"Social Science" gets quotation marks around it. I've seen some pretty ridiculous claims come out of those faculties. I remember one study that went around the world asking people in various cultures to rate "how bad" incest is in their culture, on a scale of 1 to 10. The major conclusion of the study was that incest is taboo in most cultures of the world. This is ridiculous on many levels, but especially so since they did not allow a zero, nor negatives (in other words, in cultures that don't look down on it, why can't they vote that it's okay?) Also, no definition of "incest" in the question - which can vary greatly from one culture to another. Social science without quotation marks would ridicule this "study", but sadly a lot of this rubbish gets published and accepted by lickspittles and then works its way into public policy. (Not that I'm an advocate for incest here, hahahaha!!!!)

Back to the question at hand. I would be very interested in finding out exactly why and for exactly how long on average a certain level of exercise prolongs life. But were someone to "do a study" and come back with the results that exercise had little effect on longevity or health, I would not believe it. I don't need figures or test tubes to know that such a conclusion is laughable rubbish.

Also, a lot of "science" is either politically or financially motivated and is inherently biased, a LOT of it!



Mike Prevost was part of very interesting discussion awhile back.
Are we over thinking antiglycolic training?


---"It is all relative. The data shows that a person with an aerobic capacity of 4-5 METs is about 4.5 times more likely to die prematurely than a person with an aerobic capacity of 10 METs. Beyond 10 METs there are diminishing returns."---



And then I stumbled across this recently:
Biomarkers

---"Evan and Rosenberg say that the first biomarker, muscle mass, is responsible for the vitality of your whole physiological apparatus. Muscle mass and strength, the second signpost, are our primary biomarkers. They’re the lead dominoes, so to speak. When they start to topple, the other biomarkers soon follow. On the other hand, when muscle mass and strength are maintained, the other indicia are likewise maintained. That is where strength training comes to our aid. Aerobic exercise and diet are important, but strength training, according to the authors, is pivotal if you want to stay young longer."--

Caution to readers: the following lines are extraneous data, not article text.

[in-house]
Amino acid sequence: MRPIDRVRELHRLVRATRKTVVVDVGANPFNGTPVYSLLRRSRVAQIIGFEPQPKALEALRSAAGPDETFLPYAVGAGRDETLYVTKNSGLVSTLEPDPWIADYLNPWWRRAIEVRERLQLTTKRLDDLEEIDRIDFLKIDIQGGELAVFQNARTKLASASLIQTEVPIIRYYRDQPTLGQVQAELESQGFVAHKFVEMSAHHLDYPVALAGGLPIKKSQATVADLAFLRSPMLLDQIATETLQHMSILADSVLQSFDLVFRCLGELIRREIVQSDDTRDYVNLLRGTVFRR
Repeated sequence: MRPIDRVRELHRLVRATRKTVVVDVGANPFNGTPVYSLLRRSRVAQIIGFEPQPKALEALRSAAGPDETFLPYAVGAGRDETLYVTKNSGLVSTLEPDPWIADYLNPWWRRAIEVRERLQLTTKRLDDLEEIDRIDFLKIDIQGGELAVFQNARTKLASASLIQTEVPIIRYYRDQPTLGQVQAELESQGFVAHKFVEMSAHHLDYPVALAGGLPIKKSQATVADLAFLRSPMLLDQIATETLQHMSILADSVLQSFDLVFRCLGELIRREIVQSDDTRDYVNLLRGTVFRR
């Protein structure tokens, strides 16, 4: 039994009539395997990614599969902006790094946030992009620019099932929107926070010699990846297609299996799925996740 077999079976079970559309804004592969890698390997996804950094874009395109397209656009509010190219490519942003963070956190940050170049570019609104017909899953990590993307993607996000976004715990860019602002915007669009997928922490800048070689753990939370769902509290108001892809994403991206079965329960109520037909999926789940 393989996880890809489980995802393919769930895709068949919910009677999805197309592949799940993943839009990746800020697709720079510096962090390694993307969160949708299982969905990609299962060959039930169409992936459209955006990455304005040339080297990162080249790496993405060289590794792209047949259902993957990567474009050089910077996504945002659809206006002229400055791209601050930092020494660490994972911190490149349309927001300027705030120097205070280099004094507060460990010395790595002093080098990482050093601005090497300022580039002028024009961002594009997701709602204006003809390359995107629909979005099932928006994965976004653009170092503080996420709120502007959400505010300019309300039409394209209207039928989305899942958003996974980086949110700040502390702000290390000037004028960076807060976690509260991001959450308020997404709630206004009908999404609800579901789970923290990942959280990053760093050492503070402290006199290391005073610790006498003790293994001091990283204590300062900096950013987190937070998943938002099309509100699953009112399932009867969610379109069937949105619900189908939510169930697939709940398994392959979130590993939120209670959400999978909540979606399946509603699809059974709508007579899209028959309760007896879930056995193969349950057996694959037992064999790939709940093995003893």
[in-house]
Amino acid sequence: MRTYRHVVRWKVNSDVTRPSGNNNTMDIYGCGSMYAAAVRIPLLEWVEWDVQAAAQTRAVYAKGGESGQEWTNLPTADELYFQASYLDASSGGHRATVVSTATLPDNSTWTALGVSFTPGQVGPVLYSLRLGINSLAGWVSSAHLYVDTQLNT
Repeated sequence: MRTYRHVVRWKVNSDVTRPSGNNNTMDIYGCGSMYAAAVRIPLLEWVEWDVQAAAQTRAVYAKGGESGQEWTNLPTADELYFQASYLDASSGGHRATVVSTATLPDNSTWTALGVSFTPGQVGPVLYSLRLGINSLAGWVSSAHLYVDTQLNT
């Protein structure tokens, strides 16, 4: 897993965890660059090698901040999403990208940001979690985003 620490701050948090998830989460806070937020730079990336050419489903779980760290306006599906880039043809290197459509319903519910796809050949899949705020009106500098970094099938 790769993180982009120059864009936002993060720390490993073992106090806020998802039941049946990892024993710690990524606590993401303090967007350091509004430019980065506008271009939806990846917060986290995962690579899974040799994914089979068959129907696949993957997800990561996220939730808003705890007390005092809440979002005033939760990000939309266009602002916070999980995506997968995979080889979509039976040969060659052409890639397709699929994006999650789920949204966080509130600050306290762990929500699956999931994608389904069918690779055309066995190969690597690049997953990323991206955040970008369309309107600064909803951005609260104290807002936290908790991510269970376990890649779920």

Marlon Leon

Level 3 Valued Member
I agree with @Kozushi in the sense that many things in exercise science that are presented as new are actually known for a long time. Charles Poliquin told the story of cluster training. Cluster training means you perform one rep, wait 15 seconds, perform another rep, wait 15 seconds, and perform the final rep. Each rep is a lot more explosive this way.
Apparently there was a paper in 2008 presenting cluster training as a new discovery. Poliquin had learned it in the 1970s from his coach and they could date it back to an Hungarian coach from 1954. So if he had waited for science, there would've been many missed Olympics.
And frankly cluster training naturally happens when you perform snatches and cleans as you set up again and try to make it easier by taking a short break.

I suppose this is what Kozushi is referring to that many discoveries in terms of exercise protocols aren't really discoveries as coaches have done them for years without necessarily understanding why they work.
 

Kozushi

Level 7 Valued Member
I agree with @Kozushi in the sense that many things in exercise science that are presented as new are actually known for a long time. Charles Poliquin told the story of cluster training. Cluster training means you perform one rep, wait 15 seconds, perform another rep, wait 15 seconds, and perform the final rep. Each rep is a lot more explosive this way.
Apparently there was a paper in 2008 presenting cluster training as a new discovery. Poliquin had learned it in the 1970s from his coach and they could date it back to an Hungarian coach from 1954. So if he had waited for science, there would've been many missed Olympics.
And frankly cluster training naturally happens when you perform snatches and cleans as you set up again and try to make it easier by taking a short break.

I suppose this is what Kozushi is referring to that many discoveries in terms of exercise protocols aren't really discoveries as coaches have done them for years without necessarily understanding why they work.
Yes, and let's extrapolate to other realms. It has been well known forever that the only way you're going to learn a language is by putting the new words in meaningful context and not trying to memorize lists. This is why all the old textbooks are filled with "easy stories" and such. Good luck to anyone trying to remember new words when they aren't a part of a story or something like one.